On December 22, 1905 he married Miss Anna Manion, an actress, who had arrived that very same morning from Seattle. The bride was described as a charming girl who ‘wore a gray cloth suit and carried pink roses’. The marriage was short-lived; seemingly Miss Manion had grown weary of the quiet El Monte life.  In 1907 Mr. Dodson sought and was given a divorce from his actress wife.

On New Year’s Day in 1910 William L. Dodson  married for a second time to Jessie Vernon Dunham.

The Los Angeles Times ran this obituary on August 20, 1914:
 William L. Dodson, a milliner, 40 years of age, died Tuesday evening at the family residence, No. 685 East Forty-First Street. He was a native son, born and reared in El Monte. His parents, Mr. and Mrs. W.R. Dodson, were pioneers of Los Angeles County. Mr. Dodson formerly was an impersonator of female characters, closing a two-year engagement on the Pantages circuit last October in Los Angeles. He was a prominent Mason and he and Mrs. Dodson were members of the Eastern Star, No. 168. Funeral services will be held at 2 o’clock Saturday afternoon at the Presbyterian Church in El Monte. Burial will be in the El Monte Cemetery.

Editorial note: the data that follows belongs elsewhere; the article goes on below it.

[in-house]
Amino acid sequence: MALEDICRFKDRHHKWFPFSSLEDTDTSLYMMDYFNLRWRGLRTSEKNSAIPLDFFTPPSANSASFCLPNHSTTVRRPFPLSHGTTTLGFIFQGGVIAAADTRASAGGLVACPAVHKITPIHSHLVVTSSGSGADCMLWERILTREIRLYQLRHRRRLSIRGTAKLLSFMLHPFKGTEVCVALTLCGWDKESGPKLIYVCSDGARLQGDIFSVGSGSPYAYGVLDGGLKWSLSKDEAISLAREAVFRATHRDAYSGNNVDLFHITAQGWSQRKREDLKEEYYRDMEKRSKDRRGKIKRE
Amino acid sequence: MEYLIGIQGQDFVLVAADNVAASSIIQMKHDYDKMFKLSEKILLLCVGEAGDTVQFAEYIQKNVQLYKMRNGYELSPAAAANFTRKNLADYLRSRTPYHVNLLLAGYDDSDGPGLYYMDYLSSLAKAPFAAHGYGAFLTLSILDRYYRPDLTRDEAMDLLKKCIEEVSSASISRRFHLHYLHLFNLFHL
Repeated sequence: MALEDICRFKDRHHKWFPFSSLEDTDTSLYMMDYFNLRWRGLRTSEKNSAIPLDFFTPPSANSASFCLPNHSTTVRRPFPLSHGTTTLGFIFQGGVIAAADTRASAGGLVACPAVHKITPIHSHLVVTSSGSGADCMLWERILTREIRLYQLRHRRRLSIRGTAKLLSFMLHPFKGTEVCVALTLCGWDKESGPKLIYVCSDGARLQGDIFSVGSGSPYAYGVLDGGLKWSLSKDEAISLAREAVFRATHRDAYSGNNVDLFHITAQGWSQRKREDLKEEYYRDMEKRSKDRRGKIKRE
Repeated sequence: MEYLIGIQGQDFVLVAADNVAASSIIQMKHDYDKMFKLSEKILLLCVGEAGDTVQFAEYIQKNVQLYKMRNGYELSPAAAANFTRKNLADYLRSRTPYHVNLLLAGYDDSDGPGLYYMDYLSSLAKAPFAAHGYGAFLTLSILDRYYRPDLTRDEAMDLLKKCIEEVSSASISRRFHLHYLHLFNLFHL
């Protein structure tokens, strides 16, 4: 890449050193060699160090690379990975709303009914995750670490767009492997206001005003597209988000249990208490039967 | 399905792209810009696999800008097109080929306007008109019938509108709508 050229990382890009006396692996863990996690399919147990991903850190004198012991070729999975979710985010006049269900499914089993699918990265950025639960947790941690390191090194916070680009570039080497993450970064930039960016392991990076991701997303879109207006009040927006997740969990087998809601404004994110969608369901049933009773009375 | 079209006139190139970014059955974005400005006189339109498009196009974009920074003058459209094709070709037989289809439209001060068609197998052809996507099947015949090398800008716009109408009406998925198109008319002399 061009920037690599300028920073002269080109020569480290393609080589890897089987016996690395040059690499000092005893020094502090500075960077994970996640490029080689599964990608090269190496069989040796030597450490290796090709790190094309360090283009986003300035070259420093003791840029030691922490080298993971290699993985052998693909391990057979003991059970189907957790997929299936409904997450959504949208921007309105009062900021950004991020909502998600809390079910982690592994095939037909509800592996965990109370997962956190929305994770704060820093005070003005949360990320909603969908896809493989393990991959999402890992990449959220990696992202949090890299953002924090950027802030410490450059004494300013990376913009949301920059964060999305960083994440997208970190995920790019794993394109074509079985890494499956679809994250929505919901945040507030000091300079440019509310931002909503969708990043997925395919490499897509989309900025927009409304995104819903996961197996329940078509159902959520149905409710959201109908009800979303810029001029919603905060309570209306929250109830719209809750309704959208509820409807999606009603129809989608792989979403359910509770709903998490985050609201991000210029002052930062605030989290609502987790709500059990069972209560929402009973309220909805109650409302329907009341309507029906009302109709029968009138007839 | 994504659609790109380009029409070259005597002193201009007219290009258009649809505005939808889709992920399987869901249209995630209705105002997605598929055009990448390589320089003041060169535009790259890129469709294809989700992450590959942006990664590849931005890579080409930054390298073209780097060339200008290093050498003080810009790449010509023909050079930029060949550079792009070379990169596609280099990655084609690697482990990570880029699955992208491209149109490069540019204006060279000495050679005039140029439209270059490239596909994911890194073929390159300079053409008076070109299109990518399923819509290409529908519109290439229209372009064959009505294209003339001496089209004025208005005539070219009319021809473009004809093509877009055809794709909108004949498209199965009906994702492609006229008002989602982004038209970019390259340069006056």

Sources from various Los Angeles Times articles dated:  December 24, 1905, January 13, 1907 and July 24, 1907

Tuesday, September 6, 2011

Miss Lucretia Baisley of Los Angeles

“Miss Lucretia Baisley of Los Angeles, one of the handsomest and most popular of the female attachés of the Senate…”

This is how the Los Angeles Times began its article on the news of the illness Miss Lucretia Baisley. She was just twenty-two years of age when she died, however short her life may have been she left an enormous impact of the people she worked with and met.

Sacramento, Feb. 25. – [Exclusive Dispatch.]  Miss Lucretia Baisley of Los Angeles, one of the handsomest and most popular of the female attachés of the Senate, is said to be dying tonight at the Wentworth Igo Hospital as a result of an operation for appendicitis, performed several days ago.  Her condition has cast a gloom over the entire Los Angeles delegation, and although the unfortunate young woman is receiving every possible attention, the attending physicians stated tonight that the end would probably come before morning.
                Miss Baisley, for several years, has been stenographer in the office of O. Z. Hubbell in Los Angeles, and by him she is regarded as one of the best in that branch of work whom he ever knew.  Coupled with her ability, was a gentleness of character, and a kindliness of nature which endeared her to all who knew her.  She came here at the request of Senator Hubbell, and by him was made a stenographer of the Senate.  Among the members and the other attachés she soon made a host of friends.